Day 17. Finishing off the Causeway Coastal Route and Tipping on to Belfast
It’s hard to believe it, but we’re coming to the final stretch of our road trip.
We’re going to finish on a high, with one of the most unique coastal experiences in Ireland, before heading for a hike and pints in Carlingford.
Get up for 7:30 and on the road for 8:30.
1. The Cushendun Caves
If you stay in the place we recommended for night 16, you’ll be a handy 5-minute drive from the Cushendun Caves.
I love caves. They creep me out a little bit, which makes them all the more alluring. The Cushendun caves were formed over 400 million of years of extreme weather conditions.
They then shot to fame a few years back when they were used for filming during the Game of Thrones Series. They don’t take much time to explore, so head down and have a little ramble around.
2. The Gobbins Cliff Path Walk
We’re off to visit the Gobbins, next. This is a lengthy 1 hour and 11 minutes drive from the caves (allow for 2 and a half hours and arrive for 11:30).
The drive that’ll take you to the Gobbins is one to savour and take at your own pace. You’ll pass through picturesque little villages and drive alongside towering cliffs.
Stop the car when you feel like it and explore at will. We’re heading for a delightfully unique coastal experience – the Gobbins Cliff Path Walk.
The path wraps its way around the basalt cliffs over County Antrim’s jagged coastline – an architectural marvel considering it was designed over 100 years ago. Read more here.
3. Lunch in Belfast
When you finish up at the Gobbins, you’re a 40-minute drive from Belfast. When you arrive, it’s time to fuel up for the afternoon and evening ahead.
Make a beeline for the Ginger Bistro (or wherever tickles your fancy!). Get in, get fed and chill for a little while. We’ve a nice busy afternoon exploring Belfast ahead.
4. The Crumlin Road Gaol (arrive around 15:00)
The Crumlin Road Gaol, which dates back to 1845, closed its doors as a working prison in 1996 and is now a popular tourist attraction.
Opt for the guided tour of the prison which is led by a qualified tour guide who’ll take you through the history of the gaol.
The story begins at a time when women and children were held within its walls, through to the political segregation of republican and loyalist prisoners and ultimately its closure.
For those that take the tour, it’s hard not to feel a chill at times. It’s most notable when you’re standing at the tunnel that used to connect the Gaol to the Crumlin Road Courthouse.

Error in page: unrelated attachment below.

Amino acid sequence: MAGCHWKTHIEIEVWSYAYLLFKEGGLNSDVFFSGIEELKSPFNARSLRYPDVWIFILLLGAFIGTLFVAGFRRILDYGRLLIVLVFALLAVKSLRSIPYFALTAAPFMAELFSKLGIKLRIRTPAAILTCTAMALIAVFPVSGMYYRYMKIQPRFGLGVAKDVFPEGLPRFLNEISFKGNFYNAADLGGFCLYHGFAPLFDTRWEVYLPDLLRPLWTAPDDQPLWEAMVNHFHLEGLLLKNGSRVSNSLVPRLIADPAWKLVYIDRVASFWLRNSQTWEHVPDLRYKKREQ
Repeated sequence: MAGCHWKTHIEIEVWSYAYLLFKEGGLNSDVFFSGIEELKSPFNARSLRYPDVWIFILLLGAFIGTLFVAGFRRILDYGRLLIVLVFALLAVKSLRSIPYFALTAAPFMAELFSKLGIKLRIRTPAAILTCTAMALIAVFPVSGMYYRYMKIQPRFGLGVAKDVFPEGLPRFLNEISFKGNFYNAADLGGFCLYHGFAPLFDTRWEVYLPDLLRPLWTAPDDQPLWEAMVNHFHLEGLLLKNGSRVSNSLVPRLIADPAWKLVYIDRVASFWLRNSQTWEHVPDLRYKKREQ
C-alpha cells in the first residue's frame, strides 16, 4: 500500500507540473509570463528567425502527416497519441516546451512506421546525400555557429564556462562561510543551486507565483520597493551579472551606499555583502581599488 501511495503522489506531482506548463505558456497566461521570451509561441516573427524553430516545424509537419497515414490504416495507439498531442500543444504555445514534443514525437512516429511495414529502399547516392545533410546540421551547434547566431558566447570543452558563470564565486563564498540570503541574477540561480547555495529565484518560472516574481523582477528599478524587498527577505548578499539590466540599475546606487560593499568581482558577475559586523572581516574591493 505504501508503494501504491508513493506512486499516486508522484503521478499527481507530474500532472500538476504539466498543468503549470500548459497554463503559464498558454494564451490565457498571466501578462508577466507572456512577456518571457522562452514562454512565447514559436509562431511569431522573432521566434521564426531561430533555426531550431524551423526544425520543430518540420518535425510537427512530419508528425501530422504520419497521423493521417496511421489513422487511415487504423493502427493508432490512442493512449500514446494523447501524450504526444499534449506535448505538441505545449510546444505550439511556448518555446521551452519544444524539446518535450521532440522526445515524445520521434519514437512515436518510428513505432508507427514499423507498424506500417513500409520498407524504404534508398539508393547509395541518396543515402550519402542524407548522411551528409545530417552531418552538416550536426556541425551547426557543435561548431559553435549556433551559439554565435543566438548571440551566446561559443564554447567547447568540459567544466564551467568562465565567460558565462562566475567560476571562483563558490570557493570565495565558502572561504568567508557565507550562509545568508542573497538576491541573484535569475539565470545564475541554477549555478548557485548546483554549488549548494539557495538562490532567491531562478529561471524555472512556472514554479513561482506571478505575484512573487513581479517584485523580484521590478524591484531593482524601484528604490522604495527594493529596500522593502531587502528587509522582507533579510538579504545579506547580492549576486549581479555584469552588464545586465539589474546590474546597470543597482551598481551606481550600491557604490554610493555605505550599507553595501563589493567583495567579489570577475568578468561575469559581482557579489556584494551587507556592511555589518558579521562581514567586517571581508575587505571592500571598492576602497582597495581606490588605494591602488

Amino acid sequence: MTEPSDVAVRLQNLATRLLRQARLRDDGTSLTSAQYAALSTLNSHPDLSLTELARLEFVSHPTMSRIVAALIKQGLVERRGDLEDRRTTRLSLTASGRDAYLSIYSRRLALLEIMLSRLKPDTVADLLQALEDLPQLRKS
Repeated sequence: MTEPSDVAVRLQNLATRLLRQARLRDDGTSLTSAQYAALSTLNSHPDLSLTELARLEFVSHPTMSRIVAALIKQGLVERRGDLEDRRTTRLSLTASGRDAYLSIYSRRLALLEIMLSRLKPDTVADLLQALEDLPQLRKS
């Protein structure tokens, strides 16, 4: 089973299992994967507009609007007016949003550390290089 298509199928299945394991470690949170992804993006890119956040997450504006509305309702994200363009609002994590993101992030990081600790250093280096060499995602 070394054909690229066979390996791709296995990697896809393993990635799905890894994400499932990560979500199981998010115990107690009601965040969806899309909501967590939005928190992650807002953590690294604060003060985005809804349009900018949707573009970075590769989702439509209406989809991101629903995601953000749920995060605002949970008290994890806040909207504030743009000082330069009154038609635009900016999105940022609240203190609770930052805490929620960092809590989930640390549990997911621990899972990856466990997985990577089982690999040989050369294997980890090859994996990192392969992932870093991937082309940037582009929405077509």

It’s quite surreal walking the same route that thousands of prisoners took many years ago as they awaited to discover their fate.
5. A Black Cab Tour
When you finish up at the Gaol, it’s time to head off on a Black Cab tour (you need to book this in advance and arrange a location for collection).
You can’t visit Belfast without taking a Black Cab tour. The great thing about many of those that provide the Black Cab Tours is that you can choose exactly what you want to see.
For this trip, we’re going to recommend a tour of the political murals. The murals of the Falls and Shankill tell a graphic story of what is known as “The Troubles” in Ireland’s recent history.
I haven’t done of of these tours in a long, long time but, going by the cracking reviews online, Paddy Campbell’s Belfast Famous Black Cab Tours are well worth going with.
Jump in the cab, get comfy, and let your guide taking you through the city’s turbulent history.
6. Dinner and Drinks
When your cab tour finishes, it’s time to check into wherever you’re staying. If you’re looking for somewhere central and that’s good value, try the Holiday Inn.
After you’ve chilled for a while, head to Holohan’s Pantry for a bite to eat. From here, we’re going to head to a traditional pub with a tonne of character – the Crown Liquor Saloon.
Once know as one of the mightiest Victorian gin palaces, the pub dates back to 1826, and has played host to many a great night over the years. Enjoy your evening. We’ll get a bit of a lie-in in the morning.